2020 may be behind us — however, cold and flu season is here, and COVID-19 lingers on like an unwanted houseguest. It’s wise to do whatever you can to stay healthier.
Fortunately, you can strengthen your body’s innate germ defense system. Here are eight natural ways to boost the immune system and stay healthier this winter and always.
Americans can learn a thing or two about staying healthy from the Japanese, where they regularly participate in shinrin-yoku or forest-bathing. Researchers evaluated participants who spent a 3-day, 2-night excursion to forest areas and tested their urine on days 2, 7 and 30. They found an increased number and activity in natural killer cells, vital immune components for attacking pathogens.
Getting outside more also improves your mental outlook and helps your body make vitamin D naturally. Scientists are currently investigating whether a deficiency in this substance can make you more susceptible to COVID-19’s worst ravages. While many experts, like the estimable Dr. Anthony Fauci, take supplements, you can also spur your innate production by getting more sunlight.
The bottom line: take your lunch alfresco on pleasant days. When the weekend arrives, take a hike.
You probably heard about cytokines quite a bit in the news lately if you follow recent events. These molecules act as chemical messengers that tell your body’s white blood cells to mobilize and attack a threat. However, your body also has to regulate this process — in COVID-19, this system goes haywire, causing your cells to attack healthy tissue.
Cytokines increase during sleep, but analysis indicates a reciprocal relationship between your immune system and slumber. At first, researchers thought rest was only vital to increasing cytokine numbers. However, more modern investigations show that it also helps the regulatory mechanism that keeps these substances from spiraling out of control and damaging healthy cells.
Remember when your childhood grownups said, “Don’t go out without a coat — you’ll catch your death?” It turns out they were right. Exposure to the cold can harm your immune function in several ways.
One reason is that viruses survive more readily in cold air. One guinea pig study indicated that the flu virus did best at roughly 41 degrees Fahrenheit. The rhinovirus that causes the common old also proliferates in cool, dry air.
Another factor is exposure to extreme temperatures. A 2015 study indicated that mice who breathed cold air showed a decreased immune response when researchers introduced pathogens.
Finally, you spend more time indoors in the winter — see tip number one. Even well-maintained ventilation systems can’t keep up with the germs in confined spaces, and the more bugs you encounter, the more likely it is one will lay you low.
Your diet can significantly influence immune function. In particular, eating foods high in vitamin C and zinc can help shorten a cold’s duration, although they might not keep you from getting sick in the first place. While it’s useful to supplement throughout the cold and flu season, your body absorbs nutrients more effectively through diet.
You can get oodles of both by making up some seafood stuffed peppers. Each red bell pepper contains nearly three times the vitamin C of an orange. Seafood is a rich source of zinc and also provides omega-3 fatty acids to protect your organs and return a rosy glow to your skin.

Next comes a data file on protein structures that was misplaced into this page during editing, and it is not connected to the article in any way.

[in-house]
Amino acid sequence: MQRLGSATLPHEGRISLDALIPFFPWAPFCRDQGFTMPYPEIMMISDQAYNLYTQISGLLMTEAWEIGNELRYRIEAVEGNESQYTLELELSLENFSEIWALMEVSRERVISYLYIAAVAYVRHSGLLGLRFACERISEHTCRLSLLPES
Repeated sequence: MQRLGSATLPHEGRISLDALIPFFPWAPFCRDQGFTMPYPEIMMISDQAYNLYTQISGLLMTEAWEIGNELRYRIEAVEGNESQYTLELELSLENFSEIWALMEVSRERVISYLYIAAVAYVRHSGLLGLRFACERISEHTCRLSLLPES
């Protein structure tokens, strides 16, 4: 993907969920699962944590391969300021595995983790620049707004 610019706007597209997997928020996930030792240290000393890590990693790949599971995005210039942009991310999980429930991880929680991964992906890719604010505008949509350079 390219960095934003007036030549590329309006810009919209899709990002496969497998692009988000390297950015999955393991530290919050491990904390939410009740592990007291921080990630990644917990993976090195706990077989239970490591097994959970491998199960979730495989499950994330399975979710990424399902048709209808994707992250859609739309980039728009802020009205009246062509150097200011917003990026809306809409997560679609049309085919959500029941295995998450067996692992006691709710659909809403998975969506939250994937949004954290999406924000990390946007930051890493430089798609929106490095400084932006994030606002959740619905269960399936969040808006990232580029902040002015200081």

Exercise doesn’t only improve your mood and help control your weight. It also provides an immune-system boost. Scientists hypothesize various mechanisms. One way shaking your booty helps you fight germs is by flushing bacteria from your lungs and airways, decreasing the chances of one of them making you sick.
To improve your chances of sticking to your program, find something that you love. If running or walking on a treadmill bores you to tears, try cardio dance or head outdoors to do some rock-climbing.
Stress can do a number on your body. Recent research even suggests that it can rewire your brain to keep your blood pressure high. Chronic stress increases cortisol production, which increases inflammation by making your immune cells less sensitive to it, causing problems with regulating the response when you get a bug.
You might not be able to ease some stress sources, but taking proactive steps, such as seeking a new job if you feel you are underpaid, can ease your perception of helplessness. Other techniques, like practicing yoga and meditation, can further decrease your tension levels.
Do you drink cup after cup of coffee to get through your day? If so, try alternating each caffeinated cup with herbal tea. Some plants, like echinacea, have immune-boosting benefits, but too much of the go-juice can also disrupt sleep and hinder proper functioning.
The same goes if you are a diet cola junkie. If you can’t stand the taste of plain water, soaking fruit adds flavor without extra calories. If lack of carbonation makes your stomach protest, stick with sugar-free seltzer or invest in a device to add bubbles.
It should go without saying by now, but an ideal way to boost the immune system is to take reasonable precautions to reduce your germ exposure. That means regularly washing your hands and wearing a mask when in a public place.
When news of the novel coronavirus first broke, experts recommended wearing masks to stop the virus from spreading through asymptomatic carriers. However, the Centers for Disease Control and Prevention (CDC) revised its findings and advised that masking up reduces the number of infected droplets you inhale.
It stands to reason that mask-wearing also decreases the spread of other infectious diseases. People commonly wear them in many Asian countries — maybe it’s time for the western world to reconsider their fashion choices, at least in crowded spaces.
The best way to get over any illness is to keep from getting sick in the first place. Use the tips above to boost your immune system naturally.